Friday, January 26, 2018

Book Review: 'The Immortal Crown' by Richelle Mead


Religion and the practices associated with it are highly regulated in the RUNA. So what are praetorian Mae Koskinen and servitor Justin March to do when their jobs take them into a neighboring country whose government is completely based off religious practice? It’s safe to say that their adventure has only just begun.
In this second installment in the Age of X series, we see the return of Justin March, religious investigator for the RUNA’s government. I’ve loved Justin from the moment I first met him in the last novel. Although he hasn’t changed his wild and immature ways, he’s still the same, charming man determined to do whatever it takes to not pledge himself to Odin. However, he does have a great deal of personal growth throughout this novel, a lot of it due to the influence of Tessa, the Panamanian teen he brought home with him in the last novel. Her influence combined with that of Mae and Justin’s sister come together to make him a better, if not less flawed, man.
Mae undergoes a lot of challenges in this novel. Being brought into a country where women are devalued to the point of being worthless, she struggles with keeping her opinions in check and wanting to save every last woman in Arcadia. Her time in Arcadia was probably the most interesting storyline for me. To watch such a strong and independent woman play at being helpless was exciting and also a bit sad. However, seeing her and Justin connect on a more emotional level was worth it in the end.
Two characters introduced in the earlier novel also came back to play, Tessa Cruz and Lucian Darling. This made me very happy because Tessa is lovable and intriguing from the get-go. I enjoyed getting to know her better and watch her learn and grow in the RUNA. Lucian, on the other hand, fascinates me. He seems to teeter between being wonderful and amazing all while having the potential for not so great things. I’m still betting that he’s a good guy at heart, but there’s still that chance he might go to the dark side when we’re not looking.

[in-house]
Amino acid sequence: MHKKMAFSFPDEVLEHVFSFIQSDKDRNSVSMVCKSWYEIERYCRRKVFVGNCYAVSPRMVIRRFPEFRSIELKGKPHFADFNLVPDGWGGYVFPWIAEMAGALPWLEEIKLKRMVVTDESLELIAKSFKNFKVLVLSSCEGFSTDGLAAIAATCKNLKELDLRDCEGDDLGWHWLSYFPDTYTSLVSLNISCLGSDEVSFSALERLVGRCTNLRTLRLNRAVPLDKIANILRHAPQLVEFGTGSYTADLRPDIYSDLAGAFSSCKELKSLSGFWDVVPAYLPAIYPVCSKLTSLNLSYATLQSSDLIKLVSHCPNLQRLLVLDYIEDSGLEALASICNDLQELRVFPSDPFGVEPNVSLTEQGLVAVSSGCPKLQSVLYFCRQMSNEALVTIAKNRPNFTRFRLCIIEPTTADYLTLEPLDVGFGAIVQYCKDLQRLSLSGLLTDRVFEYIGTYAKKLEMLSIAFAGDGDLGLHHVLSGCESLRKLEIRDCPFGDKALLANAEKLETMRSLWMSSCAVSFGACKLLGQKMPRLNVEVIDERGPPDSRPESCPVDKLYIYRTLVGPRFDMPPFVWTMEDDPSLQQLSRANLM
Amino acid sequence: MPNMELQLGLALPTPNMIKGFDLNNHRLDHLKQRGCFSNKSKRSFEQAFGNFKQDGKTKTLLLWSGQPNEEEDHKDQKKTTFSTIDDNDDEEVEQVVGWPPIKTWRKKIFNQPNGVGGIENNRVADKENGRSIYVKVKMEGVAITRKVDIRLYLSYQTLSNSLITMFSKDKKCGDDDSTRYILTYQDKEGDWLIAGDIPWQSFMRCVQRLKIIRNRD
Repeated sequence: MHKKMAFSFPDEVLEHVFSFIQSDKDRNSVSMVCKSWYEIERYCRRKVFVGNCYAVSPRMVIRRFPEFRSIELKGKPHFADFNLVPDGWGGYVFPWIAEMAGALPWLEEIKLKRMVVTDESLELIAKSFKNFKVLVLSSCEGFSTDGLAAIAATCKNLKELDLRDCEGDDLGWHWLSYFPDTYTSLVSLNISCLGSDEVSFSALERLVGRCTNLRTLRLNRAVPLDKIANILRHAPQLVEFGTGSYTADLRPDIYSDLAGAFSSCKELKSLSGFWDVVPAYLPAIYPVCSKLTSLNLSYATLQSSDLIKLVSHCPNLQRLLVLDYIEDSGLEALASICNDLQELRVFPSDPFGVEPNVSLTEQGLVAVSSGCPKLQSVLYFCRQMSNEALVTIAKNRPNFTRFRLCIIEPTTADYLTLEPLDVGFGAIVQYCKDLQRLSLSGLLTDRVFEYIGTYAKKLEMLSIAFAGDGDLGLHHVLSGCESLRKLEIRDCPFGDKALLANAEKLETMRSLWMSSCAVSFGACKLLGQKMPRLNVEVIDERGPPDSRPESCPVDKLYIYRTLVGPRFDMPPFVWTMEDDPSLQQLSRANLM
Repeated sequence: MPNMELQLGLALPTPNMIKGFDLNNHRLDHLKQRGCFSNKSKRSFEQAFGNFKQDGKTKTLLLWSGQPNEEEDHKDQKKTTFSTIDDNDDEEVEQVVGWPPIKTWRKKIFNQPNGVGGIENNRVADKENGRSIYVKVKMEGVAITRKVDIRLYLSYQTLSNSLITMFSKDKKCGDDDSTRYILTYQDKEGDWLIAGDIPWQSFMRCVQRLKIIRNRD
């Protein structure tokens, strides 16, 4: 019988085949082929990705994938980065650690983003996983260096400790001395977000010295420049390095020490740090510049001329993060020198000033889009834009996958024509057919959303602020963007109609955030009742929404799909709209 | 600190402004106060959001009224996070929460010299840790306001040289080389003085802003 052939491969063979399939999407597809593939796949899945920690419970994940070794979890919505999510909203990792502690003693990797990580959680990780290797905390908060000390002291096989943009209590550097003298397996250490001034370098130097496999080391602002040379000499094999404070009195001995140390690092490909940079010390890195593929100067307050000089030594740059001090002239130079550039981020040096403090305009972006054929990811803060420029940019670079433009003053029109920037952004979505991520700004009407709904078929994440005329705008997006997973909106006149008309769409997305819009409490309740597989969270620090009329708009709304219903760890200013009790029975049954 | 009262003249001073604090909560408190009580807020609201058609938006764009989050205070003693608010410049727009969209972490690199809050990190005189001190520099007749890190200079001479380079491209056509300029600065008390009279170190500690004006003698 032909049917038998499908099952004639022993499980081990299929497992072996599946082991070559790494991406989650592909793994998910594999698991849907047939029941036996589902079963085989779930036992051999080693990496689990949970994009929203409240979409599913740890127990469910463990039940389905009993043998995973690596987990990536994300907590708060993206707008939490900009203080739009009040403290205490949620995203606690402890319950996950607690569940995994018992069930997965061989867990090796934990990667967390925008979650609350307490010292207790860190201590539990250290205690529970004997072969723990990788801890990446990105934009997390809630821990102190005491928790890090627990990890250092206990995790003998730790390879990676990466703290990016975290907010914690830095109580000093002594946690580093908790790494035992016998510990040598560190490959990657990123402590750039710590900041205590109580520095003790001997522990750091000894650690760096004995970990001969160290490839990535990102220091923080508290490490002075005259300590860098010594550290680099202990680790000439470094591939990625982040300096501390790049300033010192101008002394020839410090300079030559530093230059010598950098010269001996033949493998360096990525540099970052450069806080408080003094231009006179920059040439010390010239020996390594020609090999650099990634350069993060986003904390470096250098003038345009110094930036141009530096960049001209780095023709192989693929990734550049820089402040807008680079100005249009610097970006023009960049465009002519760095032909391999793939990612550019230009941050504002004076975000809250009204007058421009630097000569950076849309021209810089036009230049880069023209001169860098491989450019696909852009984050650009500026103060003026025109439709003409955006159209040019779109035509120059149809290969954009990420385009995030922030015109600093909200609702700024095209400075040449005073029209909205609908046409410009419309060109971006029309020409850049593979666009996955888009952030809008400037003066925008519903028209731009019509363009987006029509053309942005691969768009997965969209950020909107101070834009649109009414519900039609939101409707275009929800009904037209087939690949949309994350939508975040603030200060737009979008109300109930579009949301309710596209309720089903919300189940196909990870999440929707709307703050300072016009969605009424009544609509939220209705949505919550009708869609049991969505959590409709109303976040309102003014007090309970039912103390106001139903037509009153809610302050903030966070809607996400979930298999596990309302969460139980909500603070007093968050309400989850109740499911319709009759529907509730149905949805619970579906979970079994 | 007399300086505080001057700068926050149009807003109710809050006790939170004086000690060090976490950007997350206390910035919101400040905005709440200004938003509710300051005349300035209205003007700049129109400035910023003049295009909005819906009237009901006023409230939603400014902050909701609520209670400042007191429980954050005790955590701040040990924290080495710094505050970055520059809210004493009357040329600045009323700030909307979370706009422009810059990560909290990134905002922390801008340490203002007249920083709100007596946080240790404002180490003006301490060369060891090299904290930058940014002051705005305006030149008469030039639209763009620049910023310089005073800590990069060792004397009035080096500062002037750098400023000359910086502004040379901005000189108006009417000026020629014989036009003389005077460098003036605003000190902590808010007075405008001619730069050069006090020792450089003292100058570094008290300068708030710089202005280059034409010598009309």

The Immortal Crown ends leaving you with more questions than answers, but in a good way… if such a thing truly exists. I was shocked and surprised, but also very eager to see just how Justin and Mae are going to deal with all that was revealed at the end. If you have to leave the reader with a cliffhanger, this is exactly how you need to do it – leaving the reader both angry and obsessed with knowing how it’s all going to play out.

Editor's note: This article was originally published at Long and Short ReviewsIt has been republished with permission. Like what you read? Subscribe to the SFRB's free daily email notice so you can be up-to-date on our latest articles. Scroll up this page to the sign-up field on your right.

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